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Summary:

At yesterday’s MobileBeat conference in San Francisco, Google (NSDQ: GOOG) Engineering VP Vic Gundotra said the app store trend is just a fa…

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At yesterday’s MobileBeat conference in San Francisco, Google (NSDQ: GOOG) Engineering VP Vic Gundotra said the app store trend is just a fad and at some point powerful browsers will take over as the main mechanism for delivering services to the phone, reports FT.com.

While that may be true, the biggest problem facing Google will not be convincing developers, but consumers. Apple’s steroid-enhanced marketing machine has drilled into the public thinking that “there’s an app for that,” not that there’s a URL. Clearly after logging 1.5 billion downloads within a year, Apple (NSDQ: AAPL) is on to something and vigorously training the mobile users of tomorrow. Even if Google is correct for all the right technical reasons, they may face an uphill battle when it comes to perceptions.

It’s not that Gundotra didn’t make a strong case about using mobile browsers. He argued: “What we clearly see happening is a move to incredibly powerful browsers. Many, many applications can be delivered through the browser and what that does for our costs is stunning.” Already, there’s some evidence that this could work. The latest technology will let web applications tap features on the phone, including the accelerometer, and already Google has integrated location information.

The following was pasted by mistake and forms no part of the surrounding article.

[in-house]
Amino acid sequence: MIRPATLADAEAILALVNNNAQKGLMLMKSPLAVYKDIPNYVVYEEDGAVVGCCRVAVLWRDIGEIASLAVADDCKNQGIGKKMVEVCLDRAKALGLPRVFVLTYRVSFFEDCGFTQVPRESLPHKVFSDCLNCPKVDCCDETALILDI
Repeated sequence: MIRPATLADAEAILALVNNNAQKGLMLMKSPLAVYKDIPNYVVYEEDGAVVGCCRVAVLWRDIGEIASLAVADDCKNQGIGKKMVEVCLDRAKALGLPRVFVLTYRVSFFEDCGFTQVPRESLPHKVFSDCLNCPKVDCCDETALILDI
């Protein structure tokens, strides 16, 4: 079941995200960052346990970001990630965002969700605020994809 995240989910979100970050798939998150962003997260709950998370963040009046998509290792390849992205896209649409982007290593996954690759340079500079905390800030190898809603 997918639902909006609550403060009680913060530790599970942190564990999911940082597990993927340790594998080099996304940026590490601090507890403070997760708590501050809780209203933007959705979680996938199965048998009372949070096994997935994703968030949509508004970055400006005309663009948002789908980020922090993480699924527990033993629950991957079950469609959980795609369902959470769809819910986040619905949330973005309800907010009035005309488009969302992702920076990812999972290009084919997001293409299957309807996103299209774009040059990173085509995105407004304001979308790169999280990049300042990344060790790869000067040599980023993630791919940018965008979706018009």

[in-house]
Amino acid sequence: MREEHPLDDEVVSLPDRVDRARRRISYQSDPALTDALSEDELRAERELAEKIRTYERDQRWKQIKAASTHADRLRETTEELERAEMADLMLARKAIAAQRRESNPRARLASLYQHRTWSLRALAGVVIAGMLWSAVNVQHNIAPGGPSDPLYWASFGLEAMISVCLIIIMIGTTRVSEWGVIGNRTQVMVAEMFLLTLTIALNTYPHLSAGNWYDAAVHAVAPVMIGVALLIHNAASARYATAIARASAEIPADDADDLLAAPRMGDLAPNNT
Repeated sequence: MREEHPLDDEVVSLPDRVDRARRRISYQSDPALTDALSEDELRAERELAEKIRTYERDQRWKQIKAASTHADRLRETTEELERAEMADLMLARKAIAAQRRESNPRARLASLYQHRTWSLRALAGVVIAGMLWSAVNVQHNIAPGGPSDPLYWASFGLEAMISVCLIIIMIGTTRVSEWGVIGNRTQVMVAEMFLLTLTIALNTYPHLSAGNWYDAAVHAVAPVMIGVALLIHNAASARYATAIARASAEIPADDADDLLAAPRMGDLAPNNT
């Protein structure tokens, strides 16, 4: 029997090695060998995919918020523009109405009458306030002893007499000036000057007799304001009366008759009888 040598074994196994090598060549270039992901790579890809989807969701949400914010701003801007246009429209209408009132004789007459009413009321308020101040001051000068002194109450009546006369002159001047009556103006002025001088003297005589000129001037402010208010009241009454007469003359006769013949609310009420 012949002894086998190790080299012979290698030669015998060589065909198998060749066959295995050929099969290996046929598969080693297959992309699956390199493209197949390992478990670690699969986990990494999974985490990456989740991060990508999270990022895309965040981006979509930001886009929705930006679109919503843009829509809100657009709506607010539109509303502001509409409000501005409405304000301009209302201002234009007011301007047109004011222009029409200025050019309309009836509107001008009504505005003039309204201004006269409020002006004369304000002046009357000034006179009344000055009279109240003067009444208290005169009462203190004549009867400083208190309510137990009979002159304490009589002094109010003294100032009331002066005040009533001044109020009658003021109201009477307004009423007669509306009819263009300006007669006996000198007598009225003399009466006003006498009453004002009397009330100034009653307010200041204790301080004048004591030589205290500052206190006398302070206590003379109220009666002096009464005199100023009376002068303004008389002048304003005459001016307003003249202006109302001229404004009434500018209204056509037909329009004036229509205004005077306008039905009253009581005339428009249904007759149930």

And mostly, users don’t care what technology they are using as long as it works. When people in the mobile industry talk about browser-based technology, they aren’t saying that icons — or shortcuts — on the phone will go away. In actuality, there might be a light-weight widget sitting on your phone’s homescreen, much like an icon today — however, it’s actively pulling info from the web. For instance, Google’s Android operating system is already supporting widgets. The WeatherBug widget displays the current temperature and the expected hi and low for the day — based on your location — right in the icon.